Sorry folks, this is going to be a long one.
When I was in college ROTC I met a guy with the unlikely name of William Waddoups Jacobsen Jr. He didn’t tell me about the Waddoups right away, he was just Bill.
Bill was older than the rest of us. At least he felt that way to me. He was only one year ahead of me in school but he was a mentor, a steadying influence, and a friend through all the strange disquieting times that come upon a freshman in college away from home for the first time. He lifted me up and pushed me down in turn, as I needed it.
I have quite a few memories of Bill from that first year. On one FTX we hiked up into and later down out of Rock Canyon. My pack felt like it weighed a million pounds. Bill, in a leadership position, moved up and down the line and the slope like he was on rails, though I knew for a fact that his pack was far heavier than mine and he had the M60. He never slowed down and somehow we found the strength to keep up.
Bill and I served our two year LDS missions at approximately the same time. I entered the Missionary Training Center a few weeks before he did. When he arrived I had a couple of the more popular motivational posters and a set of scripture bookmarks for him as well as some advice about life at the MTC. When I showed up at his room he grinned at me, grabbed my hand and pulled me in for a hug. Suddenly I felt, in some some small part, like I’d paid him back for all the advice he’d given me over the year before, just a little bit. My silly trinkets were worth something to him and he took the dork dot off when I told him he should.
Two years later, back in ROTC, Bill was still at the top of his game. He went to ROTC Advanced Camp while I was chasing airborne school by joining the Utah National Guard. When I returned from Basic, AIT and Airborne, he was a successful graduate of Advance Camp and due to commission. One of the first things he did was give me his terrain model kit. He said I’d squared him away in the MTC so he was going to square me away for Advance Camp.
I never went to Advance Camp. One of the Captains in the ROTC program, a slimy character from an MP unit told me he didn’t like my leadership style as it was too much like an NCO’s. Therefore, he said, he was mandating that I start the program over as an MS1 or Military Science freshman. The commandant was new since my mission and backed up his Captain. I couldn’t afford to start over as I was due to graduate in just over a year so I gave the BYU ROTC program a pass after that and threw myself into being an NCO. I’ve never looked back.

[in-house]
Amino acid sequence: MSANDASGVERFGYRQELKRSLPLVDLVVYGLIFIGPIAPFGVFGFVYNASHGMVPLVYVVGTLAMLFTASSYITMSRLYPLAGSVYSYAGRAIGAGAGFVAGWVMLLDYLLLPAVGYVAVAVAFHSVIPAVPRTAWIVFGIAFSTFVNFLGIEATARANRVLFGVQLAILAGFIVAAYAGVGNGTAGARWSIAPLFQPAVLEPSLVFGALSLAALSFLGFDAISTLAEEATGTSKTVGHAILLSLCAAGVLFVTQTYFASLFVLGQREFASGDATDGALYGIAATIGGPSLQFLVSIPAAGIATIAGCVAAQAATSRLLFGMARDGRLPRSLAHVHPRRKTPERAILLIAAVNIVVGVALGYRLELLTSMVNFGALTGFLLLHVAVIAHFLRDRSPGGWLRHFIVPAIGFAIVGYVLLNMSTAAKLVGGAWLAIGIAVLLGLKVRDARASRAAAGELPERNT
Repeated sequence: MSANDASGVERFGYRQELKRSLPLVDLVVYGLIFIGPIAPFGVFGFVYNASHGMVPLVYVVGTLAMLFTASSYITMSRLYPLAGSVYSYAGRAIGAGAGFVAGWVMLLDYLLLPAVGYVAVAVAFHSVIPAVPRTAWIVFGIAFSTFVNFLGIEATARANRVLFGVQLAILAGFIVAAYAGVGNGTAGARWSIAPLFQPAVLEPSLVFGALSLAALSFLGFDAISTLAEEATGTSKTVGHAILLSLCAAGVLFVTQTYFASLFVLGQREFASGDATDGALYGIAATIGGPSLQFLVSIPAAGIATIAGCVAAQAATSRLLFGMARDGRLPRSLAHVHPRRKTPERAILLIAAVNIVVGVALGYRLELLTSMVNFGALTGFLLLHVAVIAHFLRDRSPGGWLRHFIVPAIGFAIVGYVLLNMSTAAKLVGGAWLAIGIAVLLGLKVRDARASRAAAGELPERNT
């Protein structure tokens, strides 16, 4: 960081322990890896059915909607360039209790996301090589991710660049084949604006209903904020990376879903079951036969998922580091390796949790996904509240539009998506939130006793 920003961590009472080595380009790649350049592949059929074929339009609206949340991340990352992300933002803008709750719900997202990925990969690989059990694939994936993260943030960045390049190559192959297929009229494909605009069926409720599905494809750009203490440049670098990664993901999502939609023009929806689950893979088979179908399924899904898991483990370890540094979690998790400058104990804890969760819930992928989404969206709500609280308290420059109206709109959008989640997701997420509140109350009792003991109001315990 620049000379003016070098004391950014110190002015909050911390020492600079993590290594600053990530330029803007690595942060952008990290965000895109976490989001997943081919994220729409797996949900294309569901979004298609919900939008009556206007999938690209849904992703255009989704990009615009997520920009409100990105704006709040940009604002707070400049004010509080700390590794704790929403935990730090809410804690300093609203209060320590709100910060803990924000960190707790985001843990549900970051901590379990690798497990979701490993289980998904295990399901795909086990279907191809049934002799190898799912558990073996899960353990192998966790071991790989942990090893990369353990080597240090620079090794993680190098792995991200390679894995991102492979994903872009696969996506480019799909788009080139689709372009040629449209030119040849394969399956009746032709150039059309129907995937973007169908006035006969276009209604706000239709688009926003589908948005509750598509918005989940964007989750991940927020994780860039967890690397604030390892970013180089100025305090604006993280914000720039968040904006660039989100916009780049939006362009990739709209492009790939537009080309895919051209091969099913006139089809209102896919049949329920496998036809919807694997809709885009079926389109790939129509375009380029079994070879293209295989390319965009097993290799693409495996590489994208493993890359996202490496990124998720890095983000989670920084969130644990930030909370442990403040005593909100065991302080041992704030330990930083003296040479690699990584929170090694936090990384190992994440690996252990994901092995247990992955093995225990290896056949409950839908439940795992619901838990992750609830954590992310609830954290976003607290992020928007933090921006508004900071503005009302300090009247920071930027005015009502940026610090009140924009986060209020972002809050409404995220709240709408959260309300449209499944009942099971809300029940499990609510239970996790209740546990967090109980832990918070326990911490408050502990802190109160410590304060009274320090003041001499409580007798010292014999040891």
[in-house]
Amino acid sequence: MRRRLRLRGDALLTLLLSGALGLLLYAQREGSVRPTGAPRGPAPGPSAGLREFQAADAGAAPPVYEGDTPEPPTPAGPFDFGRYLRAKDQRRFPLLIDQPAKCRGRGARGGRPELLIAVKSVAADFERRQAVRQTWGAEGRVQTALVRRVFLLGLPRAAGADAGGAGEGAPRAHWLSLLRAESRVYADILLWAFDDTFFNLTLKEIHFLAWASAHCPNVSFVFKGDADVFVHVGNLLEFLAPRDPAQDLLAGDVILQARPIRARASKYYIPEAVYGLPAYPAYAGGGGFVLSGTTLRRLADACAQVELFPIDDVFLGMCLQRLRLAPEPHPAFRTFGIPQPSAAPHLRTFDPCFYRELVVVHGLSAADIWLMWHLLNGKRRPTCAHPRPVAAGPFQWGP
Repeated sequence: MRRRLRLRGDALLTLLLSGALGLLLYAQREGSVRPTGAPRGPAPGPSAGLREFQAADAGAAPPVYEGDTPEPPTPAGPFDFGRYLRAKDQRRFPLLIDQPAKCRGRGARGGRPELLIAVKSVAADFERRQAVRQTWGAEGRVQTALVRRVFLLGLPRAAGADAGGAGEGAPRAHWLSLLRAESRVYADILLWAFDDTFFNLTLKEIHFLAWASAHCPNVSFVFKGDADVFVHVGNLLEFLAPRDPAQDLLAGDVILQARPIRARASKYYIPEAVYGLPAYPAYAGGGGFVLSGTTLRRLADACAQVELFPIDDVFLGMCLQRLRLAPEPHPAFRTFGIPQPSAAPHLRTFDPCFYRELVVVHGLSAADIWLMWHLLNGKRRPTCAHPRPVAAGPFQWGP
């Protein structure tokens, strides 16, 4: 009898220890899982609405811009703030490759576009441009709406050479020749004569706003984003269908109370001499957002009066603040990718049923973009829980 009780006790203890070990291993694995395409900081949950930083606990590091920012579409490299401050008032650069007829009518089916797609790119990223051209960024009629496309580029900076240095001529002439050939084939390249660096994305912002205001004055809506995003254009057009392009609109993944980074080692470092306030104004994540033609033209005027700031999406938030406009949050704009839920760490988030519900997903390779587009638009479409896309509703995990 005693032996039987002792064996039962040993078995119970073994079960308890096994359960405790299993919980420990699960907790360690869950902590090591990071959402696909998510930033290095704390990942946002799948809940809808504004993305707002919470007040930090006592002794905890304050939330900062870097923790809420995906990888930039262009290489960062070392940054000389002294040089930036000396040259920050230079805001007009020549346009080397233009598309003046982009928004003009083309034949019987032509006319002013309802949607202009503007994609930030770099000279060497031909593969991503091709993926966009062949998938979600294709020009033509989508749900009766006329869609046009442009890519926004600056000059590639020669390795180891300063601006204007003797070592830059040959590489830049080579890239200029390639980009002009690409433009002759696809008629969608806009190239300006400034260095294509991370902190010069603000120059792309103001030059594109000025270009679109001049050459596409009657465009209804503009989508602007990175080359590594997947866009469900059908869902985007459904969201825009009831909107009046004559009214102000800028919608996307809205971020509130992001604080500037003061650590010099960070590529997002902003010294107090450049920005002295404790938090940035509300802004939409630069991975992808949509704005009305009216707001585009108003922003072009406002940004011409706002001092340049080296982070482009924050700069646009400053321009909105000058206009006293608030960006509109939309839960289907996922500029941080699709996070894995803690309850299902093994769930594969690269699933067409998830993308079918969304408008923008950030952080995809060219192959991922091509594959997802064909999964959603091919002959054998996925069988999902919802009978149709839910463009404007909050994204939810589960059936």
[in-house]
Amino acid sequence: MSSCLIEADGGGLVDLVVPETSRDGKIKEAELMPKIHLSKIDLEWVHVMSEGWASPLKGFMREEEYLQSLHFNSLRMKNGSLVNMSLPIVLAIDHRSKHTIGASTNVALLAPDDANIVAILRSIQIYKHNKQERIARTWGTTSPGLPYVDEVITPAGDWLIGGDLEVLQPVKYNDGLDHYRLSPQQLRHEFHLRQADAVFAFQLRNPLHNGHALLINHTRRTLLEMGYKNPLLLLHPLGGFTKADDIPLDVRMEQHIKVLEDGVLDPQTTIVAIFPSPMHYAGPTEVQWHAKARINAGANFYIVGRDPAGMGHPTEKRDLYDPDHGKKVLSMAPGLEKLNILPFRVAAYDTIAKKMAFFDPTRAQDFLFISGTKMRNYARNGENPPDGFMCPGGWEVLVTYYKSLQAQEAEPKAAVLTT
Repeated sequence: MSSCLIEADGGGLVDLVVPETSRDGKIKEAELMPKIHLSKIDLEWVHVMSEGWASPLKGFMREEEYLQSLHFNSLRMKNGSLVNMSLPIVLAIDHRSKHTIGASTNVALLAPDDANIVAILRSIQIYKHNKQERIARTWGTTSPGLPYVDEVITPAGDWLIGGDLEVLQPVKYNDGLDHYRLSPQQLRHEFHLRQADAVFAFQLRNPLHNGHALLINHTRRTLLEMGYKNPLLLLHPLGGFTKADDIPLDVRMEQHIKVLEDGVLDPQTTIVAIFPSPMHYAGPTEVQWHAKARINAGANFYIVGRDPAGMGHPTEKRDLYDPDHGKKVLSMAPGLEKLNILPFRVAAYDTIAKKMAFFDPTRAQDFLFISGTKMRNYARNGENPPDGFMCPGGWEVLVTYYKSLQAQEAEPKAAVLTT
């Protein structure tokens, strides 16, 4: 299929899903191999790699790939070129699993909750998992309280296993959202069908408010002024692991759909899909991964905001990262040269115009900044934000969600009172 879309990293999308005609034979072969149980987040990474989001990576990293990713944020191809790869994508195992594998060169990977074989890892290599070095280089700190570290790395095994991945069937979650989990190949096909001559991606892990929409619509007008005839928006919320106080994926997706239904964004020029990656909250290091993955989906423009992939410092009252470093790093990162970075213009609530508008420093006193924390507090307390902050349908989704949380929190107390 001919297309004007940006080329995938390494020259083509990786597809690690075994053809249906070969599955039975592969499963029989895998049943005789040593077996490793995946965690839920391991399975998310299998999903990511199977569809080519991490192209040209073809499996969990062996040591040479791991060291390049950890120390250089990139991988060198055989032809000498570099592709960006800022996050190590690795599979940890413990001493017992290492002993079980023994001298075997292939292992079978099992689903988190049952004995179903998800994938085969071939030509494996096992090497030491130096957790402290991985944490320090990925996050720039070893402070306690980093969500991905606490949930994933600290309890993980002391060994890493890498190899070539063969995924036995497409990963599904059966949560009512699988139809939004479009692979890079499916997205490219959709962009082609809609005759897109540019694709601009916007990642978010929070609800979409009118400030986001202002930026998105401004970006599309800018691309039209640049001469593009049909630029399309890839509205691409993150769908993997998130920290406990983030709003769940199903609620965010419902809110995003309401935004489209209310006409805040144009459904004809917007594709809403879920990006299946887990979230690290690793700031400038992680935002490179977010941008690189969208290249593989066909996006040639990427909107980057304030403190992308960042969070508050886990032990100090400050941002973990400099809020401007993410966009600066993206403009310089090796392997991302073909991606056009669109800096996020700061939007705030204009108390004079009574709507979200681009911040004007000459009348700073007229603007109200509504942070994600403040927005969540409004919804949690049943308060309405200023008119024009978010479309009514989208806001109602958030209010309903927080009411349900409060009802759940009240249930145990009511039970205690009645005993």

I lost touch with Bill though. He commissioned infantry, thank heavens, and we went separate ways.
A few years later, after a tour in Iraq and another in Afghanistan, I heard from Bill again. There was a family function being held in the BYU ROTC building. One of my uncles was the Air Force Commandant at the time and his son was just home from his LDS mission so we had use of the Air Force side of the building.
As we were carrying food in from the parking lot my wife stopped me and said, brightly, “Hey hon, there’s an article about Bill on the wall over on the army side.”
“What’s it about?”
“I didn’t read it yet, just saw his picture.”
When a break in the festivities came I wandered upstairs to read the article, see what old Bill was doing.
I didn’t realize what I was reading until a couple of paragraphs in. He was dead. He’d been killed in Mosul Iraq a few months after I’d left Afghanistan. I hadn’t spoken with Bill in years. Still it hit me with vicious and unexpected force. I felt the tears well up and I put my sunglasses on and walked outside. I couldn’t hold it in and there were people around so I went quickly to my family’s minivan, opened the side door and sat on the floor. I sobbed, tears raining on the asphalt between the cars, trying to keep it quiet enough that I wouldn’t draw attention to myself. I failed but nobody bothered me.
It all came out. I cried for Bill, Paul Sweeney, Captain Edgers, Edris, and all the others. A vast reservoir of grief I hadn’t even known was in there flooded out of me. Once again, Bill had given me a helping hand.
Thanks Bill, for everything.